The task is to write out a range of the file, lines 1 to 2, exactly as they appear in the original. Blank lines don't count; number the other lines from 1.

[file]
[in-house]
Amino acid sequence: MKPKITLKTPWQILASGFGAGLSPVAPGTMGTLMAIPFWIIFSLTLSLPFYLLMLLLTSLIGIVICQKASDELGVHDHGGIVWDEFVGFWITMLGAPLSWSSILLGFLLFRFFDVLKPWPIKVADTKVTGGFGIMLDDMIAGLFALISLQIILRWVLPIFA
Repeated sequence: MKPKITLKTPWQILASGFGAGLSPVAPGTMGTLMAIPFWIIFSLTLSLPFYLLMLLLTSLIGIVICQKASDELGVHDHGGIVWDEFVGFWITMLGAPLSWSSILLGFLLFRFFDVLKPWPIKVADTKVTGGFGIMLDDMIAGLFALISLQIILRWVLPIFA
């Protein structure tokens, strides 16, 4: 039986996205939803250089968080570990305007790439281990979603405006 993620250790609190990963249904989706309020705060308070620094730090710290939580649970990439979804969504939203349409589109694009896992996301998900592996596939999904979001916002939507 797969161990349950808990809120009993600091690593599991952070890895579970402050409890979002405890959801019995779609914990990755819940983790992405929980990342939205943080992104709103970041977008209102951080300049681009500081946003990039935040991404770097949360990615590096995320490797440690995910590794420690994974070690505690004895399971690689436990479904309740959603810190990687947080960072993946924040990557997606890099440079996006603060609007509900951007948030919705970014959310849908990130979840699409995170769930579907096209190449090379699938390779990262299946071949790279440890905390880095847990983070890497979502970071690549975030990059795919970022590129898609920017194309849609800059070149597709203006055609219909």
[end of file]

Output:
[in-house]
Amino acid sequence: MKPKITLKTPWQILASGFGAGLSPVAPGTMGTLMAIPFWIIFSLTLSLPFYLLMLLLTSLIGIVICQKASDELGVHDHGGIVWDEFVGFWITMLGAPLSWSSILLGFLLFRFFDVLKPWPIKVADTKVTGGFGIMLDDMIAGLFALISLQIILRWVLPIFA